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Tips For A Safe Halloween

For many children, Halloween is the most exciting night of the year. But, it can also be one of the most dangerous.

The Saturday Early Show's Dr. Mallika Marshall says it doesn't have to be a frightening night if parents and their little ghosts and goblins follow some simple safety tips.

In many families, both parents work, which means they may not have enough time to adequately plan for Halloween night. Dr. Marshall, however, advises to plan ahead and take precautions to keep the kids safe.

Dr. Marshall says there are three items you shouldn't go trick or treating without: a cell phone, a flash light and reflectors.

  • Cell Phone
    If any kind of emergency occurs, you want to be able to get help immediately. Dr. Marshall says you don't want to have to rely on going into a neighbor's house to use the phone. She says the cell phone is a good way to keep track of teenage trick-or-treaters, who may be off on their own.
  • Flashlight
    Dr. Marshall says a little flashlight attached to a key chain just won't cut it. Equip your kids with a powerful flashlight that brightly illuminates the road ahead of them.
  • Reflectors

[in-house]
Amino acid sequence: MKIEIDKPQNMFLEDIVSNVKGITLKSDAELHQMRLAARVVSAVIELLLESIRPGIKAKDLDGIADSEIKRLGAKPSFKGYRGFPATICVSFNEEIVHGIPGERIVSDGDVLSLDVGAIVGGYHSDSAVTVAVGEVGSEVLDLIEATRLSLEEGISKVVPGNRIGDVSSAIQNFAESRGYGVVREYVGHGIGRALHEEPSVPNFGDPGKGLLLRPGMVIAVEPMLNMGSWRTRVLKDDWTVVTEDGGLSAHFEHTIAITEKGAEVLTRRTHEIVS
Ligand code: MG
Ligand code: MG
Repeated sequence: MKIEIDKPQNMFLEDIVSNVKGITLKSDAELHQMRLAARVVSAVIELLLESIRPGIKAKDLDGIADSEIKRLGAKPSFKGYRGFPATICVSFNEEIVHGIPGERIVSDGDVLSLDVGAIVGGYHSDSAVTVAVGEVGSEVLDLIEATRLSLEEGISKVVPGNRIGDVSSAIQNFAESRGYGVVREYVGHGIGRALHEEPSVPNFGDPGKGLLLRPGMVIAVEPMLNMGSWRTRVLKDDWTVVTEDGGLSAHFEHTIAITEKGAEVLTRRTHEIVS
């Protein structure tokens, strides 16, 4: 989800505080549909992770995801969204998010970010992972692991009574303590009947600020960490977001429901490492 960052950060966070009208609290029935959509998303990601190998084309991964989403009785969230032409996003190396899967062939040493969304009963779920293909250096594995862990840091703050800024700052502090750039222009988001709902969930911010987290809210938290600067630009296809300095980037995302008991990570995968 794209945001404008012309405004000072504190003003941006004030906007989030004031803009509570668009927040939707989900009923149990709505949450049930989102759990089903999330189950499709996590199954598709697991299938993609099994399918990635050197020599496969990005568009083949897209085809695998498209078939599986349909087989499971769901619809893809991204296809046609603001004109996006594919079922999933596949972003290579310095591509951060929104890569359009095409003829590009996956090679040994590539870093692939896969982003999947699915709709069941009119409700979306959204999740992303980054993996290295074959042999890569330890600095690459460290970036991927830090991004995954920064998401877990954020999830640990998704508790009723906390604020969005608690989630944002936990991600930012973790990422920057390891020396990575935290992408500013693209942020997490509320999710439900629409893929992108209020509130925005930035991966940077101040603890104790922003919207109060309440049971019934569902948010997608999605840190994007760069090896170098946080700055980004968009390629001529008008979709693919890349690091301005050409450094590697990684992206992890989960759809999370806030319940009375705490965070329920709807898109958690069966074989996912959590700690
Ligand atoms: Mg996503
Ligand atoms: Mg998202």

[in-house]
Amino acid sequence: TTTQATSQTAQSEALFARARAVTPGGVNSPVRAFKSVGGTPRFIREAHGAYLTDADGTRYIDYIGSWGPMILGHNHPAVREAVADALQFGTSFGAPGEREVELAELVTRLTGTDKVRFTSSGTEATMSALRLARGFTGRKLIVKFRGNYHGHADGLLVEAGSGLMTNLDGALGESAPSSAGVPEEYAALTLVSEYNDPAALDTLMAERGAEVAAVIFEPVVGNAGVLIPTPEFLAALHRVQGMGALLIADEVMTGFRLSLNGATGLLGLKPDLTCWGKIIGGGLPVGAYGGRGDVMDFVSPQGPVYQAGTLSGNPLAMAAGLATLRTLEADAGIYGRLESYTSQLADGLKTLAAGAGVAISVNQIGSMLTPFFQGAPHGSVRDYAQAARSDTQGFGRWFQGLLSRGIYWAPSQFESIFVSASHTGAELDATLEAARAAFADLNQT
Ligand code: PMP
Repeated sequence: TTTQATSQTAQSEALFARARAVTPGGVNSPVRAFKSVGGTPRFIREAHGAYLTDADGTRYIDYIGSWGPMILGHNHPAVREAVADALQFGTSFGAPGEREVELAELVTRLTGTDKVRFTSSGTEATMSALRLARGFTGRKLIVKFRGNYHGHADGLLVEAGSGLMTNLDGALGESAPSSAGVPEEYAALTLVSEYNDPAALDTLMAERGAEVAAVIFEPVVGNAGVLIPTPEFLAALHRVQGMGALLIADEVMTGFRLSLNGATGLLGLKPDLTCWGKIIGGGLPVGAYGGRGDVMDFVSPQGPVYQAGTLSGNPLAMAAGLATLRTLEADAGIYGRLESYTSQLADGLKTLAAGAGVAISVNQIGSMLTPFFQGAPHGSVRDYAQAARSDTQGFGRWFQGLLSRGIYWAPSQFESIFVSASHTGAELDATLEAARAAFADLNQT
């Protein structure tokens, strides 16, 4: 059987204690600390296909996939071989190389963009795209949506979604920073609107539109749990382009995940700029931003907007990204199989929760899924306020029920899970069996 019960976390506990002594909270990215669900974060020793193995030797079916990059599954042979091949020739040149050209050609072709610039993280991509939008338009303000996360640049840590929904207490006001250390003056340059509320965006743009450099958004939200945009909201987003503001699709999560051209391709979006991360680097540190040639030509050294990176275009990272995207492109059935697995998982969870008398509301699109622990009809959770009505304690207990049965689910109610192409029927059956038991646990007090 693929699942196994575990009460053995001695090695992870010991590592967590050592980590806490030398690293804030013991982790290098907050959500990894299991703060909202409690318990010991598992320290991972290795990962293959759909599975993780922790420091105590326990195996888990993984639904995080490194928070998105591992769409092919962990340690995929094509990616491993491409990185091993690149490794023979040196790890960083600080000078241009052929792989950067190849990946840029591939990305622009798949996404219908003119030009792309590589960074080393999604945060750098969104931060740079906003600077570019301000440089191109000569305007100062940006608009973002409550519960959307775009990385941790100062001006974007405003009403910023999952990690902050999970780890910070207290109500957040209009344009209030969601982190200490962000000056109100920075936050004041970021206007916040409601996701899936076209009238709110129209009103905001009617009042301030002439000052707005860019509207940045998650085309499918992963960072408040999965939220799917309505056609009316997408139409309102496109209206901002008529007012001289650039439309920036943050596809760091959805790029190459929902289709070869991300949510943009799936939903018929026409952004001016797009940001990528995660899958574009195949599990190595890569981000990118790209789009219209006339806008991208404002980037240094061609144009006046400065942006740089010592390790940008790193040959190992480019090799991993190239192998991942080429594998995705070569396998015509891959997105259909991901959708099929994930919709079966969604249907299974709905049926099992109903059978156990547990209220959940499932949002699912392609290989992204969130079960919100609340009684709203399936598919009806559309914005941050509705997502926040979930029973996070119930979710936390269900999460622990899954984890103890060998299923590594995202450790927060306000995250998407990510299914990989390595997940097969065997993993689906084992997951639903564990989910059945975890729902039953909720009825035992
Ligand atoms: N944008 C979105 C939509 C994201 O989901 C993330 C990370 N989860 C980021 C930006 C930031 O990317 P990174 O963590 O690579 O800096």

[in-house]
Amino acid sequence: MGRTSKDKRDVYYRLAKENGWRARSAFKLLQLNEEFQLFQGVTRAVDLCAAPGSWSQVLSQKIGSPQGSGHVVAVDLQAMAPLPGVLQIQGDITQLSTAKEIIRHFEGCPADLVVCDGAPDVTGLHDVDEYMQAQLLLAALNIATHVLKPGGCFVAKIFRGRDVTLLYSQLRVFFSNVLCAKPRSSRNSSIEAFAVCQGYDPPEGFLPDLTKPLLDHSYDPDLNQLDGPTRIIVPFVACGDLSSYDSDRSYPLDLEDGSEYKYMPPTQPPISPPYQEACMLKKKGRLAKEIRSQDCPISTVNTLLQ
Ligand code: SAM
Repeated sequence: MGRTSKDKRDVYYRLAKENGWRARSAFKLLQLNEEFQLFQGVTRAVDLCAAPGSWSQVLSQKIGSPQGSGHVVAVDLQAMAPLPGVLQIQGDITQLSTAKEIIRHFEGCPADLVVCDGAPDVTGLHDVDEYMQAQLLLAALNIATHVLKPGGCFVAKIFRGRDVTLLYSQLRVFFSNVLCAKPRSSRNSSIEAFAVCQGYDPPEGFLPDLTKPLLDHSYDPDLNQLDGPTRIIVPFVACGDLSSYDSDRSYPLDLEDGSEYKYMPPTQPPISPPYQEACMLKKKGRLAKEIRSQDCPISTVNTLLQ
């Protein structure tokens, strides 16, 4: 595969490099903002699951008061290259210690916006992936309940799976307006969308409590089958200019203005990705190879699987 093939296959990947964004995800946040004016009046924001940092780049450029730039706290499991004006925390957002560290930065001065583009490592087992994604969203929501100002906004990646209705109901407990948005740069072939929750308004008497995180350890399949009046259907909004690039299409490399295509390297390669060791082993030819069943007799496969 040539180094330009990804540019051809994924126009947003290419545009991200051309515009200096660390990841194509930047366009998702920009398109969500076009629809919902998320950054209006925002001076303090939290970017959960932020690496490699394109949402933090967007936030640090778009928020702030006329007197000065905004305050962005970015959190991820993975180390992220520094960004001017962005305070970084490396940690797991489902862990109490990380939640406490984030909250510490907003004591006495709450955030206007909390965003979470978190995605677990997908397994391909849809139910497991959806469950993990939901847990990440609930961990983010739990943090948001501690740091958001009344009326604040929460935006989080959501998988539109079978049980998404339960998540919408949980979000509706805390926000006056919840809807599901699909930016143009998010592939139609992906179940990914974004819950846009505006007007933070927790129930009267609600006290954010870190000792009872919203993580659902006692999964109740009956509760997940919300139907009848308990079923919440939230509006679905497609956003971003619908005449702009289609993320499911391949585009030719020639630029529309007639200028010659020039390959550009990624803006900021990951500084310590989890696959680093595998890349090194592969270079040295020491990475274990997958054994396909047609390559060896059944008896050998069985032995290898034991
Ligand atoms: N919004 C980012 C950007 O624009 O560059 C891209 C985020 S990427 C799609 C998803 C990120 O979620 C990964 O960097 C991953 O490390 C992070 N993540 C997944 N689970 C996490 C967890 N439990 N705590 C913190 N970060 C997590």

It's also a good idea to wear a glow-in-the-dark necklace, Marshall says. Your child may fight you on this because it doesn't go with the costume, but safety should always be the first priority.

Dr. Marshall suggested the following tips for a safe trick or treat night:

  • Walk against traffic
    It's best to use sidewalks if there are any. But if you live in an area where there are no sidewalks, have the children walk against traffic. This allows them to see cars that are coming towards them.
  • Never trick or treat alone
    Older children sometimes like to trick-or-treat alone or walk alone to where a group of their friends are trick-or-treating. Dr. Marshall says this is not a good idea because children can get lost easily in the dark.
  • Trick-or-treat only in familiar areas
    Some children are tempted to go to areas where they've heard there is good candy or a part of town where all the houses are close together. Dr. Marshall says this is fine if you know the area, but if you are unfamiliar with the area, then you should probably stay away. She advises to go trick-or-treating at the homes of people you know. And you want to be as close to home as possible if there is any kind of emergency.

Costume safety is also very important. Dr. Marshall says safe costumes should have:

  • Large eye openings
    Remember it's dark when you are trick-or-treating so your child is already at a disadvantage. Don't make it worse by buying a costume with small eye slits. Make sure eye openings are large enough so that your kids can see to the side without having to turn their heads very far.
  • Bright colors
    Marshall says the brighter the costume the better. You want motorists to see your child clearly, so avoid costumes that are very dark. If your child does insist on wearing a dark costume, make sure to give him or her a reflector.
  • Snug fit
    Costumes that are too baggy can cause your child to trip. And excess clothing can also get stuck in car doors. So, Dr. Marshall suggests you make sure the costume is snug without being too tight. You want to be sure not to cut off your child's circulation.
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